(Reuters) - Some European companies are rethinking their strategies to cushion the impact of trade tensions between the world’s two biggest economies, the United States and China.
U.S. President Donald Trump said on July 20 he was ready to impose tariffs on an additional $500 billion (£379.5 billion) of imports from China, threatening to escalate the current trade clash with the Asian nation.
Earlier this month, the United States imposed tariffs on $34 billion of Chinese imports. In return, China levied taxes on the same value of U.S. products.
The Trump administration on July 19 came under criticism from automakers, foreign governments and others as officials consider imposing tariffs of up to 25 percent on imported cars and parts.
Below are recent comments from European companies on trade tensions:
** Fiat Chrysler (FCHA.MI) cuts 2018 outlook on Wednesday, hurt by weaker performance in China. Its operating profit for the second-quarter was negatively impacted by China import duty changes.
** French mining group Eramet (ERMT.PA) warned that current favourable markets could be hurt by trade rows.
** Swiss specialty chemicals maker Clariant (CLN.S) plans to move production out of U.S. amid trade tensions, the Financial Times reported on Wednesday.
** Finnish steel maker Outokumpu (OUT1V.HE) sees two-fold impact from the U.S. tariffs, with surging imports to Europe resulting in heavy price pressure, whilst in the Americas, base prices have risen throughout spring benefiting local manufacturers, including the company.
** Other Finnish company, Valmet (VALMT.HE), says that tariff increases could derail the recovery and depress its medium-term growth prospects.
** Chinese-owned Volvo Cars (IPO-VOLVO.ST) said it was shifting production of its top-selling SUV production for the U.S. market to Europe from China to avoid Washington’s new duties on Chinese imports.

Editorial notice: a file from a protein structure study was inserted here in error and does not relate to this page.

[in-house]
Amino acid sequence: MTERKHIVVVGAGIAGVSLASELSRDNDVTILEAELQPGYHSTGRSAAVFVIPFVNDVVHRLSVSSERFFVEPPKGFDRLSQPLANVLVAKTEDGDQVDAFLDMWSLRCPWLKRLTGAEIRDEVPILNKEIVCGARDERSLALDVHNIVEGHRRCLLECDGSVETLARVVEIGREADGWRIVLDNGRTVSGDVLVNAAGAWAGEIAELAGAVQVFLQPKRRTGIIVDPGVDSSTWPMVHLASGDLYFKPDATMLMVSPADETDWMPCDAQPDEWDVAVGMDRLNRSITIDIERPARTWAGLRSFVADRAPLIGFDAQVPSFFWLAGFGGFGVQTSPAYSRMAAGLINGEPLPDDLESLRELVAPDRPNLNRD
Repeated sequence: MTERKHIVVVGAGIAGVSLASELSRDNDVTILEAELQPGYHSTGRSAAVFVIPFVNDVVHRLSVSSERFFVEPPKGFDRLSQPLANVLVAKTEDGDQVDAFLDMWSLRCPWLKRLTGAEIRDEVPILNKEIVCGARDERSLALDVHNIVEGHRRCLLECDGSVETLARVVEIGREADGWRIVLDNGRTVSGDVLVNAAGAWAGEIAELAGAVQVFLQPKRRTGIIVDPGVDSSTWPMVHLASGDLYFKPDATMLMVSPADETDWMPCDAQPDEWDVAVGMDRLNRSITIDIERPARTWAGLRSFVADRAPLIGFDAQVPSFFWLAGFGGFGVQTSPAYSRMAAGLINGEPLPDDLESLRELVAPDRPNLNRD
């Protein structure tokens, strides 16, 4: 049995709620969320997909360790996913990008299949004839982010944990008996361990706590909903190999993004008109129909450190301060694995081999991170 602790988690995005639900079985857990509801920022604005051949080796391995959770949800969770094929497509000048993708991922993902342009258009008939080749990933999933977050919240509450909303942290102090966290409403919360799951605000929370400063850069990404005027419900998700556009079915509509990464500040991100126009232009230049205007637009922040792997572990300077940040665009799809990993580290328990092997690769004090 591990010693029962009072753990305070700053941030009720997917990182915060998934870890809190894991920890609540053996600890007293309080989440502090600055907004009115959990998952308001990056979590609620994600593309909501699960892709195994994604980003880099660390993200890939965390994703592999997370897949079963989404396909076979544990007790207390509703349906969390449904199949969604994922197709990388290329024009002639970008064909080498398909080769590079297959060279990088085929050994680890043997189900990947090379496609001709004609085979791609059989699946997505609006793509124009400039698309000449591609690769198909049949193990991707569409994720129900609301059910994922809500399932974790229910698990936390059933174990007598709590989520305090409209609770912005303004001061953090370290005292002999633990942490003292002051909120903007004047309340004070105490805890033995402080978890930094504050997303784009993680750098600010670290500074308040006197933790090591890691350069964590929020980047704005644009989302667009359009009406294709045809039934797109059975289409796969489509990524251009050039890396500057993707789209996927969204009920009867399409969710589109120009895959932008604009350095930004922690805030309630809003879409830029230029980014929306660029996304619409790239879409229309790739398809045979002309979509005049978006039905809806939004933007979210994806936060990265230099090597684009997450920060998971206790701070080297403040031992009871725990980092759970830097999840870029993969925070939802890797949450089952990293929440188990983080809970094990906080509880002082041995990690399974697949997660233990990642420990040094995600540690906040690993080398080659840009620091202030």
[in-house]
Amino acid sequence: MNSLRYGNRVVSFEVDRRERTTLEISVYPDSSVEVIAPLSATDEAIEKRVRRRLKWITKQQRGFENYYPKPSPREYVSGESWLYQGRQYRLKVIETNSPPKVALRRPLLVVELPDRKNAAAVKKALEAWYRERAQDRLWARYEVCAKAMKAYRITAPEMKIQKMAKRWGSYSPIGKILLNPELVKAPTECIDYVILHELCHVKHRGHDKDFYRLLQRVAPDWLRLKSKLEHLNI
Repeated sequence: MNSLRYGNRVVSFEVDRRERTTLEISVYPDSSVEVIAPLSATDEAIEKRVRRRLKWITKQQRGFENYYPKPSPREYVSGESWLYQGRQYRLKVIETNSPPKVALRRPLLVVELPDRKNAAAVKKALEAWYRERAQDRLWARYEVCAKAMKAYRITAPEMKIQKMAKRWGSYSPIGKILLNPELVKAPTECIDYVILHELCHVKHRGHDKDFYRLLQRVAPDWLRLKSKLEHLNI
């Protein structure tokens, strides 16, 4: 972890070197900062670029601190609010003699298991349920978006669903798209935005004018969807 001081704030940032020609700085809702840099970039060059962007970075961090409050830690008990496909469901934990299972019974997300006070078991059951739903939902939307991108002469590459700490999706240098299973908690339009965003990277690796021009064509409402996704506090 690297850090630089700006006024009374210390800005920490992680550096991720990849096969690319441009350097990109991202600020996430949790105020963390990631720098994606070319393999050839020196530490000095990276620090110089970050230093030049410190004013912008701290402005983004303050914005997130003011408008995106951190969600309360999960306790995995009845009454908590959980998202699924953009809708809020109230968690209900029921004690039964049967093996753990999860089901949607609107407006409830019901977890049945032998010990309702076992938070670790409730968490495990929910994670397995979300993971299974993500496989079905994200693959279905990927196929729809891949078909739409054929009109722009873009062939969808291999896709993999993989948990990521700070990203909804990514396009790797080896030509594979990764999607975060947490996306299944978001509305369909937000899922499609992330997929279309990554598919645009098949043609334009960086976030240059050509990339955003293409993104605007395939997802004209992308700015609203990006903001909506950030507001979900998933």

** German automaker BMW (BMWG.DE) said this month that it would be unable to “completely absorb” a new 25 percent Chinese tariff on imported U.S.-made models and would have to raise prices on the vehicles made in South Carolina.
** Daimler (DAIGn.DE) issued a profit warning in June, saying that profits would fall in 2018 because new import tariffs on cars exported from the United States to China would hurt sales of high-margin Mercedes-Benz sports utility vehicles.
** The Alliance of Automobile Manufacturers, whose members include General Motors Co (GM.N), Volkswagen AG (VOWG_p.DE) and Toyota Motor Corp (7203.T), also warned on the impact of the tariffs. A study released by a U.S. auto dealer group warned that the tariffs could cut U.S. auto sales by 2 million vehicles.
** Sweden’s Electrolux (ELUXb.ST) said on July 18 that the U.S. tariffs announced at the beginning of July would have an impact of $10 million plus this year. In the third quarter, it expects raw material costs to rise by 0.5 billion Swedish crowns.
** Belgian steel wire maker Bekaert (BEKB.BR) reported on the same day that it sees underlying operating profit 20 percent below analysts’ estimates in the first half, blaming wire rod costs partly driven up by tariffs.
** Swedish lock maker Assa Abloy’s (ASSAb.ST) CEO said on July 18 that he sees an important further increase in steel prices in the second part of the year in U.S., partly due to new import tariffs. He expects price hikes to compensate better for the higher cost in the last six month of the year than in the second quarter.
** Austrian steelmaker Voestalpine (VOES.VI) said on June 6 that about a third of its U.S. sales would be impacted by Washington’s steel import tariffs, adding that it was talking to its customers about who would bear the cost.
** Norway’s REC Silicon (REC.OL) booked an impairment charge of $340 million “due to the market disruption from the curtailment of solar incentives in China, as well as continued trade barriers that prevent access to primary markets inside China.”
“We need the U.S. and Chinese governments to cooperate in ending the solar trade dispute ... to prevent additional job losses and to enhance the value of the solar industry in the U.S. and China.”
Reporting by Pawel Goraj and Tommy Lund; Editing by Keith Weir and Alexandra Hudson